Perspectives from ISB

A bank holiday visit to a UK motorway service station is usually a grim necessity. It often involves a nondescript atrium surrounded by burger concessions, coffee shops and gambling machines, all charging high prices to a captive audience.

But one idiosyncratic British operator is trying to turn a forced stop into a pleasure. From the freshly butchered beef sausages served in the restaurant to the duck pond outside, Westmorland is a new kind of motorway stop.

Ms Sarah Dunning, 47, is the daughter of the company’s founders and gave up a career in the City to lead the business in 2005. In 2014, she doubled the number of outlets by opening a second station on the M5 near Gloucester, south-west England. It was a big risk: the company had to borrow heavily to finance it and try to replicate the Tebay original hundreds of miles away.

Today that risk looks like it is starting to pay off. Turnover is almost £100m annually, up from £40m in 2013. Staffing has more than doubled to 1,100 people.

Taking risks is what second-generation family businesses must do to survive, says Ms Dunning: “It’s a natural instinct to want to create something of your own.”

There are trade-offs between maximising profit and quality. “We’re not as mercenary as some,” Ms Dunning says. Tables are spaced further apart and public areas more spacious than is typical, which means fewer customers can be accommodated. The company says it pays its staff more than the statutory National Living Wage (from April, £7.83 an hour for over 25s), which raises costs. Prices are high, but Ms Dunning says they match those of many other service stations.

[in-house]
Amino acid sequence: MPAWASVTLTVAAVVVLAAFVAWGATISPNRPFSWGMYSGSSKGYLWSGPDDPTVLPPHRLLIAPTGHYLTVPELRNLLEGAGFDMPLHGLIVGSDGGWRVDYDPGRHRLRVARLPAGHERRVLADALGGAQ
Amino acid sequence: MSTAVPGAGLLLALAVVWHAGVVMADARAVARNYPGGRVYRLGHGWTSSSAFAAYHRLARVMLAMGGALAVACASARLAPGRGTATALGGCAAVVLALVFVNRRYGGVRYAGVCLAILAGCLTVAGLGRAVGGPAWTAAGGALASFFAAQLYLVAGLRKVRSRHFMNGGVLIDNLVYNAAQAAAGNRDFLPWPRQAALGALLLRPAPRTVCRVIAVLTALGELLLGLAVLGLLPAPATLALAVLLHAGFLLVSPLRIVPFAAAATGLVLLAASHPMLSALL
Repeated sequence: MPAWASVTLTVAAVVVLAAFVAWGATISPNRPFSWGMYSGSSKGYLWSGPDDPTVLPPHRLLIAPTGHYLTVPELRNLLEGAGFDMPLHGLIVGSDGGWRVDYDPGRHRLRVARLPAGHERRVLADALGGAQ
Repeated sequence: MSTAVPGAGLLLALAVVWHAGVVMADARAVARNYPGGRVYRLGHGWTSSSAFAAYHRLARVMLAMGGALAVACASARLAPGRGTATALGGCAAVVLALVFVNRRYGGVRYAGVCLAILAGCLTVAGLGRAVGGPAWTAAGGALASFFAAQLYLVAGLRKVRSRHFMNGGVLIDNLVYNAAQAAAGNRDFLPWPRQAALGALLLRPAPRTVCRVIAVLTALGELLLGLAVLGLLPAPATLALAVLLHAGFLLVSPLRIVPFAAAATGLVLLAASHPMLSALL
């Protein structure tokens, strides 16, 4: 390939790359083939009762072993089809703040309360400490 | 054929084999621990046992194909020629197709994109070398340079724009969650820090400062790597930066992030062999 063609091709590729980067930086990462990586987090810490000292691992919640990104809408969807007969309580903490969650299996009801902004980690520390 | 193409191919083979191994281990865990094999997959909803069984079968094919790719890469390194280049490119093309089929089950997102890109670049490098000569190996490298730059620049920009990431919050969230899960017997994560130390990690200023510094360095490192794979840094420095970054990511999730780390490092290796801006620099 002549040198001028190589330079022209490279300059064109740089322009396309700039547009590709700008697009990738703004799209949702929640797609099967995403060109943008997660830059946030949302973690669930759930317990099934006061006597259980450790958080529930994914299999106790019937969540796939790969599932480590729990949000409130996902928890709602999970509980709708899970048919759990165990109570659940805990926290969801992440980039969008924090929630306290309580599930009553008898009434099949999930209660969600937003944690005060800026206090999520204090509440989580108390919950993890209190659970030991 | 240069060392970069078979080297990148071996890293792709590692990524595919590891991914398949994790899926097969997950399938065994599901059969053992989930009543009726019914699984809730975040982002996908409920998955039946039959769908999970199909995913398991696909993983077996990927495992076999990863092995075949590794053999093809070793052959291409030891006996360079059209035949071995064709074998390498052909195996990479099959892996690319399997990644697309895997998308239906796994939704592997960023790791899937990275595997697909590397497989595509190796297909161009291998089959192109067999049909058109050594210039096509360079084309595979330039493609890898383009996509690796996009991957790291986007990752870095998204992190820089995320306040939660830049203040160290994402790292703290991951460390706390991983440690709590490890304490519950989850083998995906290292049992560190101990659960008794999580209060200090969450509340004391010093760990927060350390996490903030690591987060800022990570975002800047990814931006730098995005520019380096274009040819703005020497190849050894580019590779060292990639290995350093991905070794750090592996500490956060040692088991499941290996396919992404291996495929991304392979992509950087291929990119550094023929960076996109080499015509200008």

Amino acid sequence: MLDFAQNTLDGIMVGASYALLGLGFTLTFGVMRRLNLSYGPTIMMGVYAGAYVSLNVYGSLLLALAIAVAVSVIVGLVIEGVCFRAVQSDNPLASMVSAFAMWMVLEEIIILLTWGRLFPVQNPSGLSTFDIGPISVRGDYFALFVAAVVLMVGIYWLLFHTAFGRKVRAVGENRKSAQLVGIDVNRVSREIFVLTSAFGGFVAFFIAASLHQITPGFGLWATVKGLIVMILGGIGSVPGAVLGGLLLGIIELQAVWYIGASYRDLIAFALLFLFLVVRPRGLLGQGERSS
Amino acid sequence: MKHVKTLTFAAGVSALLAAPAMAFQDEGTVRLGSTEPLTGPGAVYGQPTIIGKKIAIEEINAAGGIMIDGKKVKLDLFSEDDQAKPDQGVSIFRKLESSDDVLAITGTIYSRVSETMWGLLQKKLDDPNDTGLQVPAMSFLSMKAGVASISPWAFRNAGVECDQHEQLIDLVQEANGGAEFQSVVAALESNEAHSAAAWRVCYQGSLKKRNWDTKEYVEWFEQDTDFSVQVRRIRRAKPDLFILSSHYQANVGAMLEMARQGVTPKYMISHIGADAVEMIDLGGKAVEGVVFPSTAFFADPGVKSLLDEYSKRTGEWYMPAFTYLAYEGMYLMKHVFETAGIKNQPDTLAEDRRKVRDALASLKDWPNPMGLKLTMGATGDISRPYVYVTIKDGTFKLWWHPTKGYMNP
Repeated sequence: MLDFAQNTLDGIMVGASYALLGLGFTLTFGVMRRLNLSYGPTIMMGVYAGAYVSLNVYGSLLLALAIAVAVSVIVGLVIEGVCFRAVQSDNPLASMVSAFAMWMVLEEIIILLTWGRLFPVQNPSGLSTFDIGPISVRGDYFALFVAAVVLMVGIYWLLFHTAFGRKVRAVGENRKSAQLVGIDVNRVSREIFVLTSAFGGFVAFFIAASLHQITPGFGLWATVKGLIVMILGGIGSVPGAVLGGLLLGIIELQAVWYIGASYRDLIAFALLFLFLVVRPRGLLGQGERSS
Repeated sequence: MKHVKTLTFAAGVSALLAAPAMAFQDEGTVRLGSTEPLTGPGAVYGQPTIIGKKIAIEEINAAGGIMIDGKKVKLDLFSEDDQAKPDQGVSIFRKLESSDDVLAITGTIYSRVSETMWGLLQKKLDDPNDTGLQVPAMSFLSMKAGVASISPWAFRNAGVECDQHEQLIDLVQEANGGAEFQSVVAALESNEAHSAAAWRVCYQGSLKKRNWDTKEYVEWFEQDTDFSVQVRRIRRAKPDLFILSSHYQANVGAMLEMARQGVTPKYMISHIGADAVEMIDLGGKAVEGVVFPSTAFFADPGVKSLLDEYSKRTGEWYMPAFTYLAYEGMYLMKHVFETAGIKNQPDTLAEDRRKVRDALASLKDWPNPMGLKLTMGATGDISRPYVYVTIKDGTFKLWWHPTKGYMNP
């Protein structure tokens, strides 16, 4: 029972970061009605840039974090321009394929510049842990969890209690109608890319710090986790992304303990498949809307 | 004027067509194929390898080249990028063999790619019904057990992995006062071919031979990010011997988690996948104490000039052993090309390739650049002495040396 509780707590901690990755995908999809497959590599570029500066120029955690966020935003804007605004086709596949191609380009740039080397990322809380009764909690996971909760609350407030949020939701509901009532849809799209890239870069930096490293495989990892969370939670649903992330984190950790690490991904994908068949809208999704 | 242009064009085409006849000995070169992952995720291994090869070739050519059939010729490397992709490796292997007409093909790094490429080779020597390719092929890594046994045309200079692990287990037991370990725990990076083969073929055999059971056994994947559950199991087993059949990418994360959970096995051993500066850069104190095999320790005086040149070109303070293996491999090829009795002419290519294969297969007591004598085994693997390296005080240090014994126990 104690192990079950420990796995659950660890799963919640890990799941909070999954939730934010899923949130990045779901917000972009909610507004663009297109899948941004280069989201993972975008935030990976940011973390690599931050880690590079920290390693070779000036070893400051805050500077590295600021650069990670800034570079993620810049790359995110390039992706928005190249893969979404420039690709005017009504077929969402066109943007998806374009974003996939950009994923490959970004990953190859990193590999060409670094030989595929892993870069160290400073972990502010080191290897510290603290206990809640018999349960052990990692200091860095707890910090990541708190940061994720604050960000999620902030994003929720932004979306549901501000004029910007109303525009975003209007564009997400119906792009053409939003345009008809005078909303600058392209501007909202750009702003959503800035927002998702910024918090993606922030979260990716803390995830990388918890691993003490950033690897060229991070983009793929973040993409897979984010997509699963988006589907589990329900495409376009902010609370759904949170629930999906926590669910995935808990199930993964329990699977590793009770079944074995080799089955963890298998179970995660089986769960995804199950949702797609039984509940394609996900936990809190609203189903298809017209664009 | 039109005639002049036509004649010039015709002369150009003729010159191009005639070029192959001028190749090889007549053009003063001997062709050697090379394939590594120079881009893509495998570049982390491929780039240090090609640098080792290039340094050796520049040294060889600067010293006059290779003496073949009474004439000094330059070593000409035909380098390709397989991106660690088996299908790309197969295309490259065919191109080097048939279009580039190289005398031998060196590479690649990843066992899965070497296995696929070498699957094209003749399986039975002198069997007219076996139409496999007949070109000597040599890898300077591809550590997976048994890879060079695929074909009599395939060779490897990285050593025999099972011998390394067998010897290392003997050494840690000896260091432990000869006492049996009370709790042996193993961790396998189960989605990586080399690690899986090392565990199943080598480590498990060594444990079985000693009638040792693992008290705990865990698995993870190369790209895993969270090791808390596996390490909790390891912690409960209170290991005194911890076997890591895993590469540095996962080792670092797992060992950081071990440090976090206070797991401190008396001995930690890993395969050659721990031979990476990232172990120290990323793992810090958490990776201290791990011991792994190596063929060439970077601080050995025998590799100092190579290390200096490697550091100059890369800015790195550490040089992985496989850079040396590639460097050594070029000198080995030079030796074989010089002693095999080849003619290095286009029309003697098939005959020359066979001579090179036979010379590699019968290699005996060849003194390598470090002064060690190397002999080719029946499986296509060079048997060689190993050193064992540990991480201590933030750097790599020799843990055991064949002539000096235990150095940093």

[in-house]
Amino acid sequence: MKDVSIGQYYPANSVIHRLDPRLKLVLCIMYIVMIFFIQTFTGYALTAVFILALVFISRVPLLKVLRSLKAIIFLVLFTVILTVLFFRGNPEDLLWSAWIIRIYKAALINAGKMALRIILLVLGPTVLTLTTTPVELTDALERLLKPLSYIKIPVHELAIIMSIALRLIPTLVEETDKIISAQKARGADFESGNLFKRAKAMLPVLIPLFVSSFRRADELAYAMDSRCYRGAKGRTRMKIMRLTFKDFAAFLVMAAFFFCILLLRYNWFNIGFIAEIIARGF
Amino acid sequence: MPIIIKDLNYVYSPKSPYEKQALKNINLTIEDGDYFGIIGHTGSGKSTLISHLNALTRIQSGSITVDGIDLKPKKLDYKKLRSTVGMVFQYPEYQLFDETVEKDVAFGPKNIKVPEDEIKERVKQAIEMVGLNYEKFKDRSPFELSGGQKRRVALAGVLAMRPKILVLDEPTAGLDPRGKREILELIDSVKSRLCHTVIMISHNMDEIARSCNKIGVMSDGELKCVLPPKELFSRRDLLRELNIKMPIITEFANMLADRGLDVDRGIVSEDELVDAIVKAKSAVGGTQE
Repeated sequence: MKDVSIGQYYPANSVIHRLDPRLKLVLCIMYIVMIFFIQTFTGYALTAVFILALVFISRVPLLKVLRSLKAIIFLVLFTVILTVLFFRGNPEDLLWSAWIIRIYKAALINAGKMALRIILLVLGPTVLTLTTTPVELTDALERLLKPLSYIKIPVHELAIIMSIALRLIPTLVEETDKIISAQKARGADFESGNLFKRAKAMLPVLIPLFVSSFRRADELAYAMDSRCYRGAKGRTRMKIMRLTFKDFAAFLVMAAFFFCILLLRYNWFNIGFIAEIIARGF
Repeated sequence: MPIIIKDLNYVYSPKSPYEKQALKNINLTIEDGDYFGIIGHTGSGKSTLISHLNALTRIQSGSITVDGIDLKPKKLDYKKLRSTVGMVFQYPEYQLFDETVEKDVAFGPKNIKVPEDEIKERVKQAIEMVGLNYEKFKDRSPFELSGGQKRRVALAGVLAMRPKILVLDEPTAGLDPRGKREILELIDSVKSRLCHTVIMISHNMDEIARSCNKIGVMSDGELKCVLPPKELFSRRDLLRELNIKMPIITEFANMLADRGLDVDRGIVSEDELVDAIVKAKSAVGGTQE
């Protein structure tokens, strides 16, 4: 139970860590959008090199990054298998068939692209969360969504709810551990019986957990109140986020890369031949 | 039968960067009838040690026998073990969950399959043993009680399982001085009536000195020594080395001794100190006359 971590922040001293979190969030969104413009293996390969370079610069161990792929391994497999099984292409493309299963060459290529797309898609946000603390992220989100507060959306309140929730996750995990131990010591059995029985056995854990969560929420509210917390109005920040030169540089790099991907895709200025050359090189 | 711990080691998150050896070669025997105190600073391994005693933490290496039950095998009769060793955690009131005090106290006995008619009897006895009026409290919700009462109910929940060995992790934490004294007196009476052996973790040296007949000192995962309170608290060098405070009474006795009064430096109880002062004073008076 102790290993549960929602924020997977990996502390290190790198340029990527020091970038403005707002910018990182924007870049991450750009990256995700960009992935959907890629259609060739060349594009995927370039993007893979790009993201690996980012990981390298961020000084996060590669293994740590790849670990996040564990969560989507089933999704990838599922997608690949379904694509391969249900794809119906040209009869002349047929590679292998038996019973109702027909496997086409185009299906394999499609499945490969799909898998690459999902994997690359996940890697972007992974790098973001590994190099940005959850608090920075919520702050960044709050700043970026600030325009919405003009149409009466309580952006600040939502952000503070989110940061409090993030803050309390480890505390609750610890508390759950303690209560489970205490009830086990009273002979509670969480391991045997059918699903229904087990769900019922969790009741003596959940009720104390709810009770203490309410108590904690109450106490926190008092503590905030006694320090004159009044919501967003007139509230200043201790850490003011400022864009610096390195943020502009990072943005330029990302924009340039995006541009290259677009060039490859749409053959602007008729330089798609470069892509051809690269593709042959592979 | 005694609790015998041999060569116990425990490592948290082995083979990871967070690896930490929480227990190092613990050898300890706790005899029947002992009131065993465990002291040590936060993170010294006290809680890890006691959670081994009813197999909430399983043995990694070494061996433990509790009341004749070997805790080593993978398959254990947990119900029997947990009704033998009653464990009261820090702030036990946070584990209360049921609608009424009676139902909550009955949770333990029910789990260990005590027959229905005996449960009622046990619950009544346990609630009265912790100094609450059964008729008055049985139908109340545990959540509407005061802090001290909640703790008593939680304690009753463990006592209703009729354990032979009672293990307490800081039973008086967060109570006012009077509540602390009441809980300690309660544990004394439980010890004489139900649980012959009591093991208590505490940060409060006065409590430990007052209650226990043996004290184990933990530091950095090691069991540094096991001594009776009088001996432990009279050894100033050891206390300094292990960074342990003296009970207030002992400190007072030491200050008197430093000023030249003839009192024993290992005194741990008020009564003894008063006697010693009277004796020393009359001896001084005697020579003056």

The group serves 10m customers a year. Motorway traffic is edging up slowly and Ms Dunning describes sales as “steady”.

Ms Dunning decided the business was getting too big to manage, so in April 2017 she moved to chair and recruited an experienced chief executive. Rob Swyer was retail director at Asda, a grocery chain, but lived locally. He has focused on the workforce with an in-house business academy and apprenticeship programme. A full family board meeting was convened for the appointment: “We had gone from being a local business to a national one — it was a straightforward decision,” says Ms Dunning.

Brexit, says Ms Dunning, is the next challenge: “The focus on local producers and farmers should stand us in good stead. We think more people will holiday in the UK. We just hope they have the confidence to spend.”

“But part of the strength of this business is that it’s been doing this before it was fashionable. We were doing it because it was the obvious thing to do, rather than because we were just following the interests of the market.”

Source: Bounds, Andrew, April 3, 2018;